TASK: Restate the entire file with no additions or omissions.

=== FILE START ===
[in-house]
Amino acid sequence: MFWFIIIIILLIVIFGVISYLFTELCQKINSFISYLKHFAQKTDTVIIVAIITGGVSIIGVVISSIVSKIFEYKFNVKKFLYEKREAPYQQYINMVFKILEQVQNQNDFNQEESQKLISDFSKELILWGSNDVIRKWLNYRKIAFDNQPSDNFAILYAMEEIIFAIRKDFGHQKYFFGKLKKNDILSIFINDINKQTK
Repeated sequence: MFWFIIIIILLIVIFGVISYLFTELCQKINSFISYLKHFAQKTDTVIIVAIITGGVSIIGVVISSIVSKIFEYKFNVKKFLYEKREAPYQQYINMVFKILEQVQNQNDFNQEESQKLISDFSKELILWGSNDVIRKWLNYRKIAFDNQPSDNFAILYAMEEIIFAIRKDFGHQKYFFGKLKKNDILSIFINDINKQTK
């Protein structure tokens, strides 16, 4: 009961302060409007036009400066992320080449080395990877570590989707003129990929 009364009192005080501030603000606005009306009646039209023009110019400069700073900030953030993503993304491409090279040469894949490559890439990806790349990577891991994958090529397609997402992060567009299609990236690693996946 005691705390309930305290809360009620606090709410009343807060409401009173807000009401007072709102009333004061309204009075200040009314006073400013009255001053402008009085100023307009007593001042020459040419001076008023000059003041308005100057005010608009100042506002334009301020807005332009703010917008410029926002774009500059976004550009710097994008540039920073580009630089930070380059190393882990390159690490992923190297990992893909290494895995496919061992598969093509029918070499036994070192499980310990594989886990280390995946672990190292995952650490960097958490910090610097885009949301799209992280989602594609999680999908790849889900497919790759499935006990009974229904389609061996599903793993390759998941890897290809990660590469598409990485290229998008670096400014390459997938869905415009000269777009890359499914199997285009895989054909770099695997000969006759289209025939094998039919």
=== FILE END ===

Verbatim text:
[in-house]
Amino acid sequence: MFWFIIIIILLIVIFGVISYLFTELCQKINSFISYLKHFAQKTDTVIIVAIITGGVSIIGVVISSIVSKIFEYKFNVKKFLYEKREAPYQQYINMVFKILEQVQNQNDFNQEESQKLISDFSKELILWGSNDVIRKWLNYRKIAFDNQPSDNFAILYAMEEIIFAIRKDFGHQKYFFGKLKKNDILSIFINDINKQTK
Repeated sequence: MFWFIIIIILLIVIFGVISYLFTELCQKINSFISYLKHFAQKTDTVIIVAIITGGVSIIGVVISSIVSKIFEYKFNVKKFLYEKREAPYQQYINMVFKILEQVQNQNDFNQEESQKLISDFSKELILWGSNDVIRKWLNYRKIAFDNQPSDNFAILYAMEEIIFAIRKDFGHQKYFFGKLKKNDILSIFINDINKQTK
């Protein structure tokens, strides 16, 4: 009961302060409007036009400066992320080449080395990877570590989707003129990929 009364009192005080501030603000606005009306009646039209023009110019400069700073900030953030993503993304491409090279040469894949490559890439990806790349990577891991994958090529397609997402992060567009299609990236690693996946 005691705390309930305290809360009620606090709410009343807060409401009173807000009401007072709102009333004061309204009075200040009314006073400013009255001053402008009085100023307009007593001042020459040419001076008023000059003041308005100057005010608009100042506002334009301020807005332009703010917008410029926002774009500059976004550009710097994008540039920073580009630089930070380059190393882990390159690490992923190297990992893909290494895995496919061992598969093509029918070499036994070192499980310990594989886990280390995946672990190292995952650490960097958490910090610097885009949301799209992280989602594609999680999908790849889900497919790759499935006990009974229904389609061996599903793993390759998941890897290809990660590469598409990485290229998008670096400014390459997938869905415009000269777009890359499914199997285009895989054909770099695997000969006759289209025939094998039919």